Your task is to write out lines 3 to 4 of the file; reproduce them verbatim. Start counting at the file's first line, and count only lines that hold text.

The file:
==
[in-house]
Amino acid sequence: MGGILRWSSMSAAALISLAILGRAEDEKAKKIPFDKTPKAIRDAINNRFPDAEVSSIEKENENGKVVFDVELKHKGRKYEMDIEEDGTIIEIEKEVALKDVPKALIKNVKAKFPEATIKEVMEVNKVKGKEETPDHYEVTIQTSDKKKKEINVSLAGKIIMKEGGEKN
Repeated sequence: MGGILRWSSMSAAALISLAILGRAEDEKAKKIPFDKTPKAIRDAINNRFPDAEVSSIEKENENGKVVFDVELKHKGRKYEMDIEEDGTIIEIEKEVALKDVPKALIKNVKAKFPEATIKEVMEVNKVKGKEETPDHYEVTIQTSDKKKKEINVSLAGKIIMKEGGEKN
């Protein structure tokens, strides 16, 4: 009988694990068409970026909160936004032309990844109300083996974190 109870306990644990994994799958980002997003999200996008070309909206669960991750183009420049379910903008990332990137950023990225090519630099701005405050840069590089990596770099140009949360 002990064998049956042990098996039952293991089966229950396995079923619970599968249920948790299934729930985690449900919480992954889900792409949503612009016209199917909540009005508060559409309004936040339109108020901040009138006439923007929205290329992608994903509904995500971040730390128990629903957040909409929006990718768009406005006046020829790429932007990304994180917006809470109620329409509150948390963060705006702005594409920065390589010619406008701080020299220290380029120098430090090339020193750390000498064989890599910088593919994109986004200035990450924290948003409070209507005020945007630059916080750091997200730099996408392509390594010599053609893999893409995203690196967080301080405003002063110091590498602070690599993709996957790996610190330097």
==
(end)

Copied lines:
Repeated sequence: MGGILRWSSMSAAALISLAILGRAEDEKAKKIPFDKTPKAIRDAINNRFPDAEVSSIEKENENGKVVFDVELKHKGRKYEMDIEEDGTIIEIEKEVALKDVPKALIKNVKAKFPEATIKEVMEVNKVKGKEETPDHYEVTIQTSDKKKKEINVSLAGKIIMKEGGEKN
């Protein structure tokens, strides 16, 4: 009988694990068409970026909160936004032309990844109300083996974190 109870306990644990994994799958980002997003999200996008070309909206669960991750183009420049379910903008990332990137950023990225090519630099701005405050840069590089990596770099140009949360 002990064998049956042990098996039952293991089966229950396995079923619970599968249920948790299934729930985690449900919480992954889900792409949503612009016209199917909540009005508060559409309004936040339109108020901040009138006439923007929205290329992608994903509904995500971040730390128990629903957040909409929006990718768009406005006046020829790429932007990304994180917006809470109620329409509150948390963060705006702005594409920065390589010619406008701080020299220290380029120098430090090339020193750390000498064989890599910088593919994109986004200035990450924290948003409070209507005020945007630059916080750091997200730099996408392509390594010599053609893999893409995203690196967080301080405003002063110091590498602070690599993709996957790996610190330097």